Remember when I said that Art is valued for its provenance? Well, it's not just art... it can be true of just about any goods, really. For instance, people pay top dollar for flimsy clothing from top-name designers. And that's fine... it's what they want. But they also want to know it's genuine. That's done with trademarks. Trademarks are designs, signs, brands, marks, or logos, or other expressions that uniquely identify the origin of a product. They exist so that you can establish the provenance of a thing. This prevents fraud. Trademarks theoretically last forever. Practically, though, they last as long as you defend them, and it's up to you to call out counterfeiters. But remember that the only use for a trademark is to identify you as the originator of goods. Complex expressions (like books or music exceeding a jingle) have to be copyrighted instead. So they're limited. It's their utility to the public that makes them valuable. That's why they're your "property" only so long as you continue to use and defend them.

But if you really and truly want perpetual uncontested exclusive ownership of significant intellectual property, in such a way that no one... and I mean no one... will dispute that it's your actual property, then simply keep your mouth shut. Don't tell it to anyone. Lock it in your skull and don't say one word about it to anybody.

That sounds like a flippant answer, but I think it's the correct one. It's called a Trade Secret, and it can be far more valuable than a patent. Patents are guaranteed exclusivity, but they expire. Trade secrets are guaranteed only by your own efforts, but they never expire. "Colonel Sanders' secret recipe" for fried chicken and the formula for Coca-Cola are two famous examples. Even when discovered through reverse engineering, a company can simply deny it with "close, but no cigar." And this works because the marketing value of the secret's existence can be more valuable than the secret itself. And even the Libertarians will defend your rights to privacy and to property that you have not shared, as well as the exercise of your First Amendment right to choose when to speak, or not.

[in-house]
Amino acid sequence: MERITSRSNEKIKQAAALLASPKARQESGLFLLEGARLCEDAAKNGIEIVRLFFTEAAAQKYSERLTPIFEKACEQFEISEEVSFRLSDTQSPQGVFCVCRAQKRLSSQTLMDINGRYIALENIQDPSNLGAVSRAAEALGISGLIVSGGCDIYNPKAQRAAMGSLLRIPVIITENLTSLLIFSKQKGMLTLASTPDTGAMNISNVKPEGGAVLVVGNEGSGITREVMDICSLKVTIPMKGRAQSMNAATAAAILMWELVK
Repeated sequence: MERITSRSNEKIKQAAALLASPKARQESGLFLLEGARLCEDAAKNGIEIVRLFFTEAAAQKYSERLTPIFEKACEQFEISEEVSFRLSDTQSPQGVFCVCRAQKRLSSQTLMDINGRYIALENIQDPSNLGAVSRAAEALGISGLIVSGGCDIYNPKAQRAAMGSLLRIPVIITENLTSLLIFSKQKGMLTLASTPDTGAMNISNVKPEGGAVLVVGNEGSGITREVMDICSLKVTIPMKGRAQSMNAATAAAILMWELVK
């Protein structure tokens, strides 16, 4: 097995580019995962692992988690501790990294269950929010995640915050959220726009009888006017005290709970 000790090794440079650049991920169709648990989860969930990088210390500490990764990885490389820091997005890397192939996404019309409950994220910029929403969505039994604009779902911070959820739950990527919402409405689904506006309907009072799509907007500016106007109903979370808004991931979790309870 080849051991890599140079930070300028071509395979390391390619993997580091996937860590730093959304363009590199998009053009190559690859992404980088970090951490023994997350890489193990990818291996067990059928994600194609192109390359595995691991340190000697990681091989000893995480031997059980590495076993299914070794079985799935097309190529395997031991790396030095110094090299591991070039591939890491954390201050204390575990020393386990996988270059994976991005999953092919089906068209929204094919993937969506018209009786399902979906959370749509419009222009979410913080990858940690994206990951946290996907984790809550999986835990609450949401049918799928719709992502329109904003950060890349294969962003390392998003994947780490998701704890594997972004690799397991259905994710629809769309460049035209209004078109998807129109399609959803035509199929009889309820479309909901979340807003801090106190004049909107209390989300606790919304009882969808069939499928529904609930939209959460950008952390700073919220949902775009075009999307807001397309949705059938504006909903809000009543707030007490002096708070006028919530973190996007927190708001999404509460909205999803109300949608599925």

This doesn't mean you can't share the idea between select individuals. Even without copyright, this is securely done with a private contract called a Non-Disclosure Agreement (NDA). Quite a few things are enforceable by contract that are not enforceable by law.

So if you want real intellectual property that never expires, just STFU.

Wrapping up

My conclusions are that no, we do not have a natural right to ideas (what we call "ip". Once shared, information resides in the mind and thoughts of the recipient, and no person has the right to control the thoughts of another.

We can secure intellectual property rights for ourselves through the use of our own silence and private contracts. These are trade secrets. But some ideas are only useful when shared, so as a society we have agreed to certain social contracts. For inventions, this contract is called a patent. For many other works of the imagination, we call it copyright. For small works that usefully identify the origin of goods an secrets, we call it a trademark, service mark, etc.  ALL of these are limited in both scope and time (trademarks are limited to the time you actually use and defend it). ALL of these are granted to you by society for the purpose of encouraging you to share. ALL of them are instituted for the ultimate purpose of benefiting society.

However, patents and copyrights have come to be abused. As argued above, patents spur invention because of their limited term, which releases the work into the public domain for general use and modification. Under patent law, some subjects are clearly  nonpatentable, yet we have allowed them. This doesn't benefit society. Though copyrights have been extended to exorbitant lengths, there is no rational reason for doing so. Excessive terms remove the rights of the People to exercise their own creativity through modification and extensions of the work. This also is to the detriment and not the benefit of society.

Personally, I think that both the patent system and copyright law need to be reviewed and revised. This would not be to eliminate them, but to ensure that they are delivering on the purpose for which they were conceived.